The Catskill Fly Fishing
Center and Museum

This page was last updated on
June 16, 2006 5:32 PM

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River Types
  The Freestone River
  Feeder Streams
  The Spring Hole
  Limestone Rivers
  Tailwater Fisheries
Energy Considerations: The Flow Of Life Through The River
  Stream-side Foliage And Its Role In Stream Ecology
  Wild Flowers
  Macro Invertebrates
Glossary Of Terms  
References And Suggested Readings
  General References
  Background Readings (for the sheer fun of it)
  Topic-specific References
Journals of Interest  
Books of Interest  
Appendix: Genera And Species Of Salmonids And Their Geographic Distributions  
Essay: Trout Light, Trout Shadow by Dickson Despommier  
1999-2004 Willowemoc Creek Temperature Profiles (April - June)

Oak Leaf

Without an intact river ecosystem, trout cannot exist on their own. Without an intact river ecosystem, the sport of fly fishing will rapidly regress to the virtual web pages of the internet. The Catskill Fly Fishing Center fully acknowledges the inter-connectedness of all life on earth, particularly as it pertains to trout habitat, and is committed to helping maintain the health of all cold water ecosystems. Stream ecology lectures, demonstrations and stream walks are a regular feature of the Education Center and are given throughout the fishing season. Topics covered include geology, hydrology, physical attributes of river types, biodiversity (flora and fauna of the local region), energy flow (e.g., the fate of leaves and downed trees, algae and other sources of detritus), food webs, productivity, and stream management practices (e.g., Project Lorax, restoration of Darbee Brook, Project Access, Trout in the Classroom). All who have participated in these educational experiences have expressed an interest in knowing more about how they can help preserve and extend valuable cold water fisheries, such as those found in the Willowemoc Creek, Beaver Kill River, Delaware River system and other smaller tributaries of those highly productive ecosystems. These programs will undoubtedly grow considerably in both scope and extent of knowledge in each new presentation over the next few years when our educational facilities improve to accommodate modern audio-visual equipment and information storage.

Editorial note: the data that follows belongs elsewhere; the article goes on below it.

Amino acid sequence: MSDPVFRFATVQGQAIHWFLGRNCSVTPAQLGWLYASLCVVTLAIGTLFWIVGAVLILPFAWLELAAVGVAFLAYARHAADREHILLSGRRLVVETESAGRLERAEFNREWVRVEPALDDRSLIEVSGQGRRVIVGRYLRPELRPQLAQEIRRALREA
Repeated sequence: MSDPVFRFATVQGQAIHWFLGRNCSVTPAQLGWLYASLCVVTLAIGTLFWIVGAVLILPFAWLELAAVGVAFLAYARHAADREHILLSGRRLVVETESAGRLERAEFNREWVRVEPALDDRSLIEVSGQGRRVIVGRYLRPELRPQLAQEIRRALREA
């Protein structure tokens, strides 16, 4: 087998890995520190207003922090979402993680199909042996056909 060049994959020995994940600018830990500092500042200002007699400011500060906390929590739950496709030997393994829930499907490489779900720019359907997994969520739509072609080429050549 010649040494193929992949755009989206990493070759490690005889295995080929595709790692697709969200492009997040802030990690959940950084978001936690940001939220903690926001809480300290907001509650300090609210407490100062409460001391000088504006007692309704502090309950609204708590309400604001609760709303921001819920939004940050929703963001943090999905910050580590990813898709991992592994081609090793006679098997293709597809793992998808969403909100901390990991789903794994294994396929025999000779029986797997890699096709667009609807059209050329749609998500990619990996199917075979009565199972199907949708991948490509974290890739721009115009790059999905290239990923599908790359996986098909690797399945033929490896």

Nothing is more crucial to the survival of fly fishing than preserving the very environment in which it takes place. We can all help by volunteering for programs designed to improve stream banks, monitor water quality, educate the fishing public regarding river ecology and lend expertise to programs wherever applicable. In this fashion, we all become strong advocates for our cold water fisheries.

(Click on the numbers for more info)

Written and illustrated by Dickson Despommier, Ph.D.
© Apple Trees Productions, LLC

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